It is true that Prime Minister Tayyip Erdoğan and President Abdullah Gül are two of the three founding fathers of Turkey’s ruling Justice and Development Party (AK Parti), the third being Deputy Prime Minister Bülent Arınç.
It's also true that Erdoğan relied on Gül to leave the government when he was banned from politics and then stepped down voluntarily to the Foreign Ministry post, and it was Erdoğan who nominated Gül as president to establish a harmonized executive branch together.
However, certain discrepancies have started to surface between the two longtime fellows as the country approaches the critical presidential elections in August of this year, especially over the last nine or 10 months. I know we are five days ahead of the March 30 local elections, but for a better understanding of the bigger picture, it is good to keep in mind that the real political equation in Turkey is about the presidential elections.
It is likely that the discrepancies could become more obvious after the March 30 locals, as Gül is hesitant to say much before them in order not to be accused by the prime minister of being partly responsible for a possible unfavorable result for Erdoğan.
Here are seven differences, as of now, between the pictures of Gül and Erdoğan:
1- The Gezi difference: When the police started to use disproportionate force against the Gezi protesters in June 2013, Gül stressed that democracy was not only about the ballot box, that peaceful assembly was a part of it, and he had taken the message. Erdoğan, on the other hand, said he did not know which message the president received, claiming that Gezi was a coup attempt by global forces and interest rate lobbies and saying the police were heroic.
2- The corruption difference: When the graft probe of Dec. 17, 2013 started, Gül said the corruption allegations should not be covered up and should be brought to independent courts. Erdoğan said the graft probe was only an excuse for a coup attempt, this time by Gülenists, accusing his former ally, U.S.-resident moderate Islamist scholar Fethullah Gülen.
3- The Gülen difference: According to Erdoğan, Gülen has secretly become organized within the judiciary and bureaucracy during the AK Parti's years in government. It is an “espionage organization.” So Gülen's global network of schools (known abroad as "Turkish schools") should be closed down too. As far as we know, Turkey has asked at least Germany, Azerbaijan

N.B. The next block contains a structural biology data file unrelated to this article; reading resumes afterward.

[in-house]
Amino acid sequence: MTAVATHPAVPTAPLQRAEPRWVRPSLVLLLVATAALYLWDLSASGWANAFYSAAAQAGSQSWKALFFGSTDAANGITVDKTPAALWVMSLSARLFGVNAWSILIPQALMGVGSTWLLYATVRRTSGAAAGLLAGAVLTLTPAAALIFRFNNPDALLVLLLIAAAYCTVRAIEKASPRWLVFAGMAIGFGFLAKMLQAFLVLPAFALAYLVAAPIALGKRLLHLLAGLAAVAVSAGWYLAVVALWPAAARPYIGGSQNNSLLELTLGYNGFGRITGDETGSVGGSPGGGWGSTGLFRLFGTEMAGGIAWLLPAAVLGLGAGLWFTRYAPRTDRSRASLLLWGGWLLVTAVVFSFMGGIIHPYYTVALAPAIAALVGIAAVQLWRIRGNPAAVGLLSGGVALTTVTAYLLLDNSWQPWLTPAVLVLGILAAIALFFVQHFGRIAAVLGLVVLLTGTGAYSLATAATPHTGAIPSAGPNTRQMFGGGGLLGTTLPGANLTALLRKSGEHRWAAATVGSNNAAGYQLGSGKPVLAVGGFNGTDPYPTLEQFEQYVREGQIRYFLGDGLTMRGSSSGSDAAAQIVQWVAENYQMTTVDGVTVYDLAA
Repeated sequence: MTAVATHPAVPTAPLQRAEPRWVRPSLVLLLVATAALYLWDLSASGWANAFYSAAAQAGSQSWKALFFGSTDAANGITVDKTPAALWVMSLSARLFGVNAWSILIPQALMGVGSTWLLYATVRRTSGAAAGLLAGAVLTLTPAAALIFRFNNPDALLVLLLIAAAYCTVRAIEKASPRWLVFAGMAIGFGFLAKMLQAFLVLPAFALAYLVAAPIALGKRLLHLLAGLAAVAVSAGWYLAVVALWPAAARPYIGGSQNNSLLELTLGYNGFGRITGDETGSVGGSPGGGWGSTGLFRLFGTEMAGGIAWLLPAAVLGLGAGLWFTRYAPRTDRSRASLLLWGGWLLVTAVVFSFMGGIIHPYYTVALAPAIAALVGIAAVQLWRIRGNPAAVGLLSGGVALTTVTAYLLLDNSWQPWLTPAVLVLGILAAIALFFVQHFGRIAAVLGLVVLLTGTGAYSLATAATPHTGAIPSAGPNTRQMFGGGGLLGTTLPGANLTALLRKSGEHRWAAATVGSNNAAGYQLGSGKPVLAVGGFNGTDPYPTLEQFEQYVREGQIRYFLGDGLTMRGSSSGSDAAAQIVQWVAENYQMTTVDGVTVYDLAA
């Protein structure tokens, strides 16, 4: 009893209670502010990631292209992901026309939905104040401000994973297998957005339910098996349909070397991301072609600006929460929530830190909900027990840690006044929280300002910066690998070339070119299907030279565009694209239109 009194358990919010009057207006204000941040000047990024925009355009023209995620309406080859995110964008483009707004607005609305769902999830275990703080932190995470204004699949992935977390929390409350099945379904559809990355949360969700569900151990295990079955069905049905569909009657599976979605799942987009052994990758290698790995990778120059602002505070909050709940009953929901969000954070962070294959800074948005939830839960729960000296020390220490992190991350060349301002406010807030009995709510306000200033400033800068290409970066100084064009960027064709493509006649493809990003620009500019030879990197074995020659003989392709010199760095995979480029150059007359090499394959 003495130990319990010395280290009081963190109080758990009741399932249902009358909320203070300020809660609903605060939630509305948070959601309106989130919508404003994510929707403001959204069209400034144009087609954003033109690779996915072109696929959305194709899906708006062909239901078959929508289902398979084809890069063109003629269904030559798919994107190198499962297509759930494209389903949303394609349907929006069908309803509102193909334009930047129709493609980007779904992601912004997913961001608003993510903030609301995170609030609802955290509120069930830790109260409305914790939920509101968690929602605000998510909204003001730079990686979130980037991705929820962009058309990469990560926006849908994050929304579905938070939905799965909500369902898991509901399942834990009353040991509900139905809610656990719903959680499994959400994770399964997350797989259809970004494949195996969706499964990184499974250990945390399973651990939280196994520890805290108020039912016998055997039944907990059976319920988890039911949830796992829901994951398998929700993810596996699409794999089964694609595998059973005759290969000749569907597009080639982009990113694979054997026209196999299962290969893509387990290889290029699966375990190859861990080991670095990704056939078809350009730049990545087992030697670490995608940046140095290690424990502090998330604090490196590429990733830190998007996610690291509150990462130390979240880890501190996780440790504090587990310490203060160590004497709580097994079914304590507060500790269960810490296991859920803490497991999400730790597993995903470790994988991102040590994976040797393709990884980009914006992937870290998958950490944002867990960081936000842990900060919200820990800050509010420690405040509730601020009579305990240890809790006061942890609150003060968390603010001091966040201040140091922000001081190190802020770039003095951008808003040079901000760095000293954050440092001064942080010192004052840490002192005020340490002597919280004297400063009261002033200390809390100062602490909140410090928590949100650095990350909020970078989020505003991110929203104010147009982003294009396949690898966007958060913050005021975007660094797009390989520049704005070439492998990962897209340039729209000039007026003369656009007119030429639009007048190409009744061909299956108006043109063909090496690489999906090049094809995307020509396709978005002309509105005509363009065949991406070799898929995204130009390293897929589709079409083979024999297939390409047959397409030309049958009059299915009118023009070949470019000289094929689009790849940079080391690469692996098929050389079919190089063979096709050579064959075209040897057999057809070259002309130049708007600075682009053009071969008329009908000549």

and the Kurdish federation in Iraq to close them. Gül, however, said he was against any illegal formation within the government, but added that Turkish schools abroad should be kept out of the debate.
4- The Berkin difference: When 15-year-old Berkin Elvan died on March 11 as a result of a tear gas casing hitting his head nine months ago during Gezi, and when 22-year-old Burakcan Karamanoğlu was killed on the night of Berkin’s funeral, Gül asked the government to find the killers of both and praised their fathers, who called each other in solidarity against any "provocative" actions. According to Erdoğan, Berkin was a potential terrorist and Burakcan was a martyr.
5- The Twitter difference: When tapes started to be leaked about corruption claims involving Erdoğan, his family and party members via social media, he introduced a ban on Twitter. Gül was among millions of Turks to break the ban and broadcast a message on Twitter that he did not approve of the ban. “It is impossible to stop it,” Gül teased. “Look at the number of users, they have doubled.”
6- The conspiracy difference: According to Erdoğan, Gezi, the graft probe and Twitter were all parts of a global conspiracy to stop him from being a world leader. Gül said he did not subscribe to the conspiracy theories of "foreign powers," adding that this amounted to “Third World rhetoric.”
7- The fear difference: When the leaked tapes saga reached the point of people saying, “The biggest one will be on March 25,” Erdoğan started to say in election rallies that “they” - meaning Gülenists and international conspirators - had also tapped Gül, and would leak those “when they think necessary.” Gül said if some of public servants had done anything wrong, like eavesdropping on the president or the prime minister, they should be taken to court with proper evidence, but he has “No worry or fear whatsoever” if any tape of him is leaked.
It will be interesting to see the results of the March 30 election, and whether there will be further, deeper differences between Gül and Erdoğan in the run up to the presidential vote.